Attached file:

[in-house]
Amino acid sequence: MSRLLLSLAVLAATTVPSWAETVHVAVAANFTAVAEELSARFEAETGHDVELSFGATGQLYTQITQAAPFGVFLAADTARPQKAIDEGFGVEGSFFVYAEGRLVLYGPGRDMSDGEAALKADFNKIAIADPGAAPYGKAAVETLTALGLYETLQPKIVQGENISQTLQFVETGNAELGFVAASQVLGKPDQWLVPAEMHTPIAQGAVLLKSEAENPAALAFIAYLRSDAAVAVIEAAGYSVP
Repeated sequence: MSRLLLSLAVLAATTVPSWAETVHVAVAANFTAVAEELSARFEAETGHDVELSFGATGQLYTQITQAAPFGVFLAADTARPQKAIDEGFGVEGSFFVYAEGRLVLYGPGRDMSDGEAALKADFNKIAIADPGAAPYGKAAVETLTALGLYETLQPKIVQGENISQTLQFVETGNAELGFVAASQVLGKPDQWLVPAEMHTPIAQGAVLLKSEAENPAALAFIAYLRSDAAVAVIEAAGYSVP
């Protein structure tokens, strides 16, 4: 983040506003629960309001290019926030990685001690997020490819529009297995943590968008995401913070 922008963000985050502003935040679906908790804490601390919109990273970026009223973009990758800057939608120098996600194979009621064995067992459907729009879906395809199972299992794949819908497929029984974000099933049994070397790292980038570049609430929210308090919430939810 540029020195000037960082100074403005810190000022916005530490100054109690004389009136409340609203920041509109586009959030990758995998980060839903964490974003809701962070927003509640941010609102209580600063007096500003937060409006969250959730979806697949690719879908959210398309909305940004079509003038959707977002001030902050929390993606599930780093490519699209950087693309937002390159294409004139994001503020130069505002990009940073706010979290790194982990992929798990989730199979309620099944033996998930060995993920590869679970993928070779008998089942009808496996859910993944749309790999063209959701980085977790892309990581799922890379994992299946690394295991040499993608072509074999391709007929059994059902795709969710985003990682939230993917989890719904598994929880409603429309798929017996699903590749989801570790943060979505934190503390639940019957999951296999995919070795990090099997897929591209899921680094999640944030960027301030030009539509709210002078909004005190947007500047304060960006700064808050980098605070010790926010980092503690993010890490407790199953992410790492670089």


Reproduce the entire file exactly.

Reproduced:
[in-house]
Amino acid sequence: MSRLLLSLAVLAATTVPSWAETVHVAVAANFTAVAEELSARFEAETGHDVELSFGATGQLYTQITQAAPFGVFLAADTARPQKAIDEGFGVEGSFFVYAEGRLVLYGPGRDMSDGEAALKADFNKIAIADPGAAPYGKAAVETLTALGLYETLQPKIVQGENISQTLQFVETGNAELGFVAASQVLGKPDQWLVPAEMHTPIAQGAVLLKSEAENPAALAFIAYLRSDAAVAVIEAAGYSVP
Repeated sequence: MSRLLLSLAVLAATTVPSWAETVHVAVAANFTAVAEELSARFEAETGHDVELSFGATGQLYTQITQAAPFGVFLAADTARPQKAIDEGFGVEGSFFVYAEGRLVLYGPGRDMSDGEAALKADFNKIAIADPGAAPYGKAAVETLTALGLYETLQPKIVQGENISQTLQFVETGNAELGFVAASQVLGKPDQWLVPAEMHTPIAQGAVLLKSEAENPAALAFIAYLRSDAAVAVIEAAGYSVP
């Protein structure tokens, strides 16, 4: 983040506003629960309001290019926030990685001690997020490819529009297995943590968008995401913070 922008963000985050502003935040679906908790804490601390919109990273970026009223973009990758800057939608120098996600194979009621064995067992459907729009879906395809199972299992794949819908497929029984974000099933049994070397790292980038570049609430929210308090919430939810 540029020195000037960082100074403005810190000022916005530490100054109690004389009136409340609203920041509109586009959030990758995998980060839903964490974003809701962070927003509640941010609102209580600063007096500003937060409006969250959730979806697949690719879908959210398309909305940004079509003038959707977002001030902050929390993606599930780093490519699209950087693309937002390159294409004139994001503020130069505002990009940073706010979290790194982990992929798990989730199979309620099944033996998930060995993920590869679970993928070779008998089942009808496996859910993944749309790999063209959701980085977790892309990581799922890379994992299946690394295991040499993608072509074999391709007929059994059902795709969710985003990682939230993917989890719904598994929880409603429309798929017996699903590749989801570790943060979505934190503390639940019957999951296999995919070795990090099997897929591209899921680094999640944030960027301030030009539509709210002078909004005190947007500047304060960006700064808050980098605070010790926010980092503690993010890490407790199953992410790492670089």